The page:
Choosing the Right Locking System for a Hotel

Hotel guestroom door lock, security — employee safety, secure technologies, locking system

Guests often consider a hotel’s amenities when choosing a place to stay. Hotel door locks are an overlooked amenity that have a big impact on the guest experience. Guests can misplace keys and cards, causing them to visit the front desk for new ones, sometimes having to pay a fee for lost keys. Locking technologies available on the market make hotel manager’s jobs easier, and guests can have a more relaxing experience.

Radio Frequency Identification (RFID) Locking Systems

Locks with RFID sensors started appearing in hotels in the early 2000s, and made door unlocking easier than the traditional magnetic stripe. Instead of inserting the card into the slot reader on the door’s lock, RFID cards are simply held up to the lock. The lock contains an RFID reader that recognizes the designated card and unlocks the door.

One major benefit of using RFID cards and locks is that the locks were specifically designed to eliminate the problems of magnetic stripe locks, including when the magnetic stripe is damaged or scratched, which prevents the reader from unlocking the door. RFID cards prevent those pain points by embedding RFID sensors inside the card, making it more difficult to damage. Hotels can also reuse RFID cards. However, the downside of RFID cards is the cost; a hotel can spend upwards of one thousand dollars per month replacing stolen, misplaced, or lost cards.

Bluetooth Low Energy (BLE) Locking Systems

Bluetooth technology for locking systems began in 2014 in the form of mobile keys. Mobile keys are downloaded onto guests’ smartphones and are accessed through an application. Guests simply hold their smartphone up to the sensor on their door, which reads the encrypted key and unlocks the door. BLE locking systems were first used by the Hilton and Marriott brand families.


BLE locking systems have many benefits, like long battery life. The locking sensors last for 12 to 18 months without a charge, allowing for less maintenance. Most BLE locking system brands use a 128-bit encryption security system, keeping guests safe at a hotel. Hotels don’t have to replace cards or keys with BLE systems, which saves money long-term. There are few downsides to BLE locking systems. Guests were originally reluctant to download a hotel’s application on their phone to access digital keys. However, this has changed in recent years, with more guests owning smartphones and becoming familiar with the technology.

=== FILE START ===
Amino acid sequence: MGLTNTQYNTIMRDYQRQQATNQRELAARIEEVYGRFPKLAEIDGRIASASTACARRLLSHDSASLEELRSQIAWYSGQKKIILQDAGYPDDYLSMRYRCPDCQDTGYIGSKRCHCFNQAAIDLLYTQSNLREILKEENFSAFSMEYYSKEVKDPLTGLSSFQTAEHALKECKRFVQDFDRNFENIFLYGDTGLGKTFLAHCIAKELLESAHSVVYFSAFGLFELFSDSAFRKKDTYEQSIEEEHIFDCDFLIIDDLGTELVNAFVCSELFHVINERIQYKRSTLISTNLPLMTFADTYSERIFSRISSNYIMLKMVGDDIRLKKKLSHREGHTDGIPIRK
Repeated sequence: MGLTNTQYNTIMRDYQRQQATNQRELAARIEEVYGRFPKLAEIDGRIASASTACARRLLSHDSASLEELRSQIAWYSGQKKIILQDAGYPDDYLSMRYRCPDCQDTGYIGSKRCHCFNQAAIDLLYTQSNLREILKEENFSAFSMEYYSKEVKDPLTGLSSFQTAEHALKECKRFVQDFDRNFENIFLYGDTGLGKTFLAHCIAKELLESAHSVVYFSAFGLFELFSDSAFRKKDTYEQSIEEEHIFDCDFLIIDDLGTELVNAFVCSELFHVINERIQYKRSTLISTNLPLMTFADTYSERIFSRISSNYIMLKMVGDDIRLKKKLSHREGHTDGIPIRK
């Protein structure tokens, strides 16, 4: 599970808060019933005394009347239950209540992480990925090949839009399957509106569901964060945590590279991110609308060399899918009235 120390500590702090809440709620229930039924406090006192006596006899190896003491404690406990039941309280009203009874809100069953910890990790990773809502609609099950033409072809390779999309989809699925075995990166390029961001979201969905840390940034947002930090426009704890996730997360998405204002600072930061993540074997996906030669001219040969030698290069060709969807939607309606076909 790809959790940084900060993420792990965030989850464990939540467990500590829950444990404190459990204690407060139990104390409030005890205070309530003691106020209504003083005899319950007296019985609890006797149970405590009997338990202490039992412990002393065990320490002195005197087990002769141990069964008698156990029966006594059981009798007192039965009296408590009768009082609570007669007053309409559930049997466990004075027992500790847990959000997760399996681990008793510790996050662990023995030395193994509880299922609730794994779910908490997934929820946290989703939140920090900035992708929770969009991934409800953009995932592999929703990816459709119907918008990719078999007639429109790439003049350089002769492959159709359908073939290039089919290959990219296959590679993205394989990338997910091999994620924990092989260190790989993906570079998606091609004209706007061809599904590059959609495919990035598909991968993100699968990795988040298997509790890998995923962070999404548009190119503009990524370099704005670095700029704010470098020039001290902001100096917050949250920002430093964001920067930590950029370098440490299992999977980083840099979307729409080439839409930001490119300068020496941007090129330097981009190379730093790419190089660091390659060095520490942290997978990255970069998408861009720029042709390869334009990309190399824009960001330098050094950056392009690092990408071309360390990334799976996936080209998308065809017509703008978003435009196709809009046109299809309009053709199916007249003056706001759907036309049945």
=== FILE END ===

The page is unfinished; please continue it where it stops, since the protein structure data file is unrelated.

Full-Body or Unibody Locks

Full-body or unibody locks are built into and installed on the guestroom door, and they include a reader and door handle within one structure. Most full-body locks are made from stainless steel and come in a variety of colors and finishes. Full-body locks have the battery supply stored at the back of the lock for easy recharging. The primary benefits of full-body locks include easy installation and minimal modifications to the door for installation; it is also simple to upgrade to a full-body lock from a magnetic stripe lock because they have a similar shape and surface area. Full-body locks, though, need to be reset after every guest and are sometimes finicky when installing during initial setup.

Hotel managers and owners need to keep hotel guests safe. Smart locking systems provide an extra layer of safety for guests and can improve a hotel’s bottom line. Managers and owners need to understand the needs of typical hotel guests and their level of comfort with technology. Knowing guests’ demographics can help managers and owners decide on the locking systems that will work best for their hotels.

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Harrison Ward is the systems design consultant at Automated Environments based in Mesa, Arizona. Automated Environments are experts in smart lock technology and smart home devices.